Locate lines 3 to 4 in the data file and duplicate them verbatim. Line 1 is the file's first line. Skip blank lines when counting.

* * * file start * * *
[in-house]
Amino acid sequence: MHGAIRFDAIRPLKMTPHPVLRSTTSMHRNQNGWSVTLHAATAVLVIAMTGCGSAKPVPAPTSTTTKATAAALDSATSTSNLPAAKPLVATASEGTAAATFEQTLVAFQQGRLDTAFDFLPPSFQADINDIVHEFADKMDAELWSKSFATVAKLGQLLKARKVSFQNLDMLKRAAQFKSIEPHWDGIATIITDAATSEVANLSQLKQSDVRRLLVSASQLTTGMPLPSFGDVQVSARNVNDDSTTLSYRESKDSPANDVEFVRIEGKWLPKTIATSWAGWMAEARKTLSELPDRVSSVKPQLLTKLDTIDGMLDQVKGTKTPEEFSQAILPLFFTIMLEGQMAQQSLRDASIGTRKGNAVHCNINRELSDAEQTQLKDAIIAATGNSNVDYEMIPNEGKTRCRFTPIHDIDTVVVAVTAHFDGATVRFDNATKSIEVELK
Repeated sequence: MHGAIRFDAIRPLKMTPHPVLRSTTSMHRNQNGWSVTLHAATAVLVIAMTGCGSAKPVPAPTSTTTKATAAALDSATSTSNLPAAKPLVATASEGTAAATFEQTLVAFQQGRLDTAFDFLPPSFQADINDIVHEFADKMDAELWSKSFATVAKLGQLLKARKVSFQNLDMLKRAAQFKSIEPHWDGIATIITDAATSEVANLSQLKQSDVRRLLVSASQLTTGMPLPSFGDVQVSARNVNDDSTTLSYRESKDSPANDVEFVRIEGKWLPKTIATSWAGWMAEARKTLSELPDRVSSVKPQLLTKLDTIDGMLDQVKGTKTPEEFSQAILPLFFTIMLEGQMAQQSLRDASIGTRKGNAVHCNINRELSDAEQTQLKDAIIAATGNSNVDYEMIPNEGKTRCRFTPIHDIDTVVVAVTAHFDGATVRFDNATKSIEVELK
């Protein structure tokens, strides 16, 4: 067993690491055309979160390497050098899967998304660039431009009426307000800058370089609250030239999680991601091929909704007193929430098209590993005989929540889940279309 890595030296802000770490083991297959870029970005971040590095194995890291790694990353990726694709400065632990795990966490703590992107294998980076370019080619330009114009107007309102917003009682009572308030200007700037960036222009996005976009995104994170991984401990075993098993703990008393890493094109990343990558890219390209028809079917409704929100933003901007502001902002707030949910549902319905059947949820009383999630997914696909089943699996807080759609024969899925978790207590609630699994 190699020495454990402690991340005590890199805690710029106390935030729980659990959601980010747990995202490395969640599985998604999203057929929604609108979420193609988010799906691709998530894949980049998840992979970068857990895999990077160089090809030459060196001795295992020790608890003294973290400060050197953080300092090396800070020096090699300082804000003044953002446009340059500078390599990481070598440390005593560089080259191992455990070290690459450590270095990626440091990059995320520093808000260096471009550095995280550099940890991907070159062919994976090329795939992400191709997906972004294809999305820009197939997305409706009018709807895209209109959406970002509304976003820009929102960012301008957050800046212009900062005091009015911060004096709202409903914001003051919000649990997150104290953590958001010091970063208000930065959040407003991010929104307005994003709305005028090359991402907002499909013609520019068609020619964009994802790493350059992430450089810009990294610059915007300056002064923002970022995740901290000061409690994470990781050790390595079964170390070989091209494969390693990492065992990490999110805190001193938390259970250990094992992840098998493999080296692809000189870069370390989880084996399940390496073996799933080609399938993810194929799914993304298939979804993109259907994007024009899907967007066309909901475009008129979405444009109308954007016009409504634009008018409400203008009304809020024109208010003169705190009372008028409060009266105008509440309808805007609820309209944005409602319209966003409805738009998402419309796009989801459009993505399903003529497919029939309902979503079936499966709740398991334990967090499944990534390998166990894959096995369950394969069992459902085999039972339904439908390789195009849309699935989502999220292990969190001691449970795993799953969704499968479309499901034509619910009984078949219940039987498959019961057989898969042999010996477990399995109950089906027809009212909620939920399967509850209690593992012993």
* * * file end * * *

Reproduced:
Repeated sequence: MHGAIRFDAIRPLKMTPHPVLRSTTSMHRNQNGWSVTLHAATAVLVIAMTGCGSAKPVPAPTSTTTKATAAALDSATSTSNLPAAKPLVATASEGTAAATFEQTLVAFQQGRLDTAFDFLPPSFQADINDIVHEFADKMDAELWSKSFATVAKLGQLLKARKVSFQNLDMLKRAAQFKSIEPHWDGIATIITDAATSEVANLSQLKQSDVRRLLVSASQLTTGMPLPSFGDVQVSARNVNDDSTTLSYRESKDSPANDVEFVRIEGKWLPKTIATSWAGWMAEARKTLSELPDRVSSVKPQLLTKLDTIDGMLDQVKGTKTPEEFSQAILPLFFTIMLEGQMAQQSLRDASIGTRKGNAVHCNINRELSDAEQTQLKDAIIAATGNSNVDYEMIPNEGKTRCRFTPIHDIDTVVVAVTAHFDGATVRFDNATKSIEVELK
């Protein structure tokens, strides 16, 4: 067993690491055309979160390497050098899967998304660039431009009426307000800058370089609250030239999680991601091929909704007193929430098209590993005989929540889940279309 890595030296802000770490083991297959870029970005971040590095194995890291790694990353990726694709400065632990795990966490703590992107294998980076370019080619330009114009107007309102917003009682009572308030200007700037960036222009996005976009995104994170991984401990075993098993703990008393890493094109990343990558890219390209028809079917409704929100933003901007502001902002707030949910549902319905059947949820009383999630997914696909089943699996807080759609024969899925978790207590609630699994 190699020495454990402690991340005590890199805690710029106390935030729980659990959601980010747990995202490395969640599985998604999203057929929604609108979420193609988010799906691709998530894949980049998840992979970068857990895999990077160089090809030459060196001795295992020790608890003294973290400060050197953080300092090396800070020096090699300082804000003044953002446009340059500078390599990481070598440390005593560089080259191992455990070290690459450590270095990626440091990059995320520093808000260096471009550095995280550099940890991907070159062919994976090329795939992400191709997906972004294809999305820009197939997305409706009018709807895209209109959406970002509304976003820009929102960012301008957050800046212009900062005091009015911060004096709202409903914001003051919000649990997150104290953590958001010091970063208000930065959040407003991010929104307005994003709305005028090359991402907002499909013609520019068609020619964009994802790493350059992430450089810009990294610059915007300056002064923002970022995740901290000061409690994470990781050790390595079964170390070989091209494969390693990492065992990490999110805190001193938390259970250990094992992840098998493999080296692809000189870069370390989880084996399940390496073996799933080609399938993810194929799914993304298939979804993109259907994007024009899907967007066309909901475009008129979405444009109308954007016009409504634009008018409400203008009304809020024109208010003169705190009372008028409060009266105008509440309808805007609820309209944005409602319209966003409805738009998402419309796009989801459009993505399903003529497919029939309902979503079936499966709740398991334990967090499944990534390998166990894959096995369950394969069992459902085999039972339904439908390789195009849309699935989502999220292990969190001691449970795993799953969704499968479309499901034509619910009984078949219940039987498959019961057989898969042999010996477990399995109950089906027809009212909620939920399967509850209690593992012993």